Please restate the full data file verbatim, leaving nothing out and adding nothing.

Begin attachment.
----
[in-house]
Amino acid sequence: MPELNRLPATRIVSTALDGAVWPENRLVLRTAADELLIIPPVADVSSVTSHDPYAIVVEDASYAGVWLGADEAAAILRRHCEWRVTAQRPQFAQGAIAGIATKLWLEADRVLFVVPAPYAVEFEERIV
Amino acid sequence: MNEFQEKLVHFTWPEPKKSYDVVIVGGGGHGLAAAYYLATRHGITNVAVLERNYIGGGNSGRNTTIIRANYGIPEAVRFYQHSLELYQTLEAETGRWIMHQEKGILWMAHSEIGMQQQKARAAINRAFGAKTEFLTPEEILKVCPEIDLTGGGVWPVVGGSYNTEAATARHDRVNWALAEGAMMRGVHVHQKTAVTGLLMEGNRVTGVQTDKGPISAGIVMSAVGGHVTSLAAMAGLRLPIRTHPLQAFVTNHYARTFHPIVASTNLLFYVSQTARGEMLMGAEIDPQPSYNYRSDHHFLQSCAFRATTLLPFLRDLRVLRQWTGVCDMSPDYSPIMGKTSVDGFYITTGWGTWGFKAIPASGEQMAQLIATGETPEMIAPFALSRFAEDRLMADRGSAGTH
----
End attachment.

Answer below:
[in-house]
Amino acid sequence: MPELNRLPATRIVSTALDGAVWPENRLVLRTAADELLIIPPVADVSSVTSHDPYAIVVEDASYAGVWLGADEAAAILRRHCEWRVTAQRPQFAQGAIAGIATKLWLEADRVLFVVPAPYAVEFEERIV
Amino acid sequence: MNEFQEKLVHFTWPEPKKSYDVVIVGGGGHGLAAAYYLATRHGITNVAVLERNYIGGGNSGRNTTIIRANYGIPEAVRFYQHSLELYQTLEAETGRWIMHQEKGILWMAHSEIGMQQQKARAAINRAFGAKTEFLTPEEILKVCPEIDLTGGGVWPVVGGSYNTEAATARHDRVNWALAEGAMMRGVHVHQKTAVTGLLMEGNRVTGVQTDKGPISAGIVMSAVGGHVTSLAAMAGLRLPIRTHPLQAFVTNHYARTFHPIVASTNLLFYVSQTARGEMLMGAEIDPQPSYNYRSDHHFLQSCAFRATTLLPFLRDLRVLRQWTGVCDMSPDYSPIMGKTSVDGFYITTGWGTWGFKAIPASGEQMAQLIATGETPEMIAPFALSRFAEDRLMADRGSAGTH